Moore: Obviously, live has a totally different set of demands. We usually like to use dynamic mics on my vocals live, whereas in the studio we would use a ribbon or a condenser.

You’ve collaborated with Richard Swift and Pat Carney in the studio, and then you transitioned into recording yourselves. What led you to taking over producing?

Riley: There were a lot of things. When we first started, I did engineer. And that's what got popular, the songs that we recorded ourselves.

Moore: We didn't realise how integral the engineering was to the music, especially in those early days when we were baby songwriters. We weren't matured yet, and our engineering really carried the music. But we felt like we needed to work with producers who had more experience to backfill the education we were missing.

Riley: I think we were really good at making things sound old, but then it was like when we wanted something to sound a little more modern, we had no idea how to do that. We knew how limited our knowledge was at that point.

Moore: Patrick would pay really close attention when we were in the studio, with anyone we were in the studio with. What kind of gear did they like, what kind of choices did they make, how did they use the gear? And we slowly started acquiring our own setup and returning to working on our own again. I do believe controlling the sonic palette by self-producing is 50 percent of what makes our band and the songs work. We actually really struggle to play TV and radio shows or stripped-down shows, because those production choices in a studio setting are so integral to the songs. It's really difficult to translate the songs without that element.

With sound being so fundamental to your music, how does your relationship with technology inform your writing and arranging?

Riley: I think we’re Luddites, deep down inside. We don't have a huge list of fancy plug-ins to repair stuff. Most of our choices come from trying to make the audio sound exactly the way we want it before it even touches a computer. Most of the stuff when we're writing, if we use outboard effects or EQ or compression or anything, until we hear it coming back from the speakers and it makes us excited, we won't hit Record. We don't record safe takes of things. And that has been a problem in the past where we'll be like, "Oh, sh*t. We used too much compression on the lead vocal."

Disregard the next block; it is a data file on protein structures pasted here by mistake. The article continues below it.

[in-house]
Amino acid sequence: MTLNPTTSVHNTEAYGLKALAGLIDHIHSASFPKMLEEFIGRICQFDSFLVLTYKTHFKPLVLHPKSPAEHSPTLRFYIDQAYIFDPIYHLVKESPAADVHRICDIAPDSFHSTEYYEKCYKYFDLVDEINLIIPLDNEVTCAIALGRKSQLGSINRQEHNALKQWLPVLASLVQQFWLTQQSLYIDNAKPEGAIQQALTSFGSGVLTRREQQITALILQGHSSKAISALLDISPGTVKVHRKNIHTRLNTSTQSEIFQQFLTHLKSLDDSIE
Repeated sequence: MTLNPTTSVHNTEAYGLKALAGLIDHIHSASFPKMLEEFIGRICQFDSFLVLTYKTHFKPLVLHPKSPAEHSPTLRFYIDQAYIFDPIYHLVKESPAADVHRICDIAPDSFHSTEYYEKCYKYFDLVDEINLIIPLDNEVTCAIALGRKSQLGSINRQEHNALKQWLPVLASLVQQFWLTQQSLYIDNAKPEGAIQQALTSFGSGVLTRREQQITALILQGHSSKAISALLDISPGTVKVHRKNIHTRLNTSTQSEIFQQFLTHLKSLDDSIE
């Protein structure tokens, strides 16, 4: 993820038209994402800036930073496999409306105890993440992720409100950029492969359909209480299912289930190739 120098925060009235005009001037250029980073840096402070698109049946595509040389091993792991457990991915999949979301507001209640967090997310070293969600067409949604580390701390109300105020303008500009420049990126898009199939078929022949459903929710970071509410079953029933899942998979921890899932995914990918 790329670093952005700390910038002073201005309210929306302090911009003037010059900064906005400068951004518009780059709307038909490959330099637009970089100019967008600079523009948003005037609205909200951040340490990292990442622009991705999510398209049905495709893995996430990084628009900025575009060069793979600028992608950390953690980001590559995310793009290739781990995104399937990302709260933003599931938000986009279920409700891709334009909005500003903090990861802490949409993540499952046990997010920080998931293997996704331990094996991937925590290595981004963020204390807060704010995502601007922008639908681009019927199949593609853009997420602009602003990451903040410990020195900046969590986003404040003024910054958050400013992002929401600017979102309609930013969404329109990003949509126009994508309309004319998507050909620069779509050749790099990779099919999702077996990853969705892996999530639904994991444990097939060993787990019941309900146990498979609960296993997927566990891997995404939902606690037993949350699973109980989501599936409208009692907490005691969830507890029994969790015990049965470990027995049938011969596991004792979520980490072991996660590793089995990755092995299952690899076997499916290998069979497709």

Moore: In which case I just redo the lead vocals. But we really like to commit to choices as we work.

Riley: When we were starting out, we did a lot of stuff on four-track cassette. And we thought we were really cool, but at the end of the day, we were like, "This is slowing everything down."

You could say your recording approach mirrors the approaches used to capture those vintage sounds that have inspired you.

Moore: Exactly.

Riley: We're still so fascinated by those recordings in the RCA Studios in the ’50s where you see the one ribbon mic and then the lead singer standing in front of an orchestra. They recorded something that sounds absolutely incredible with one microphone and no EQ and no compressor.

Are you recording everything in your home studio?

Moore: I think it's important to change up your environment pretty regularly, get out of your comfort zone. We have a really minimal home studio that's quite small, but has gear that we like. The fact that we can do the tedious aspects of building out a song from home and not feel like we're on the clock paying a studio fee is really nice.

Riley: We have a Studer 269 console. It's a 20-channel, fully discrete console. We've been using that for the last few records. And then we have all the usual compressor choices, but we have a few fun ones, too. We have a compressor called the Department of Commerce that was made by Maxson in the 1950s.We’re pretty keyboard heavy at this point, too.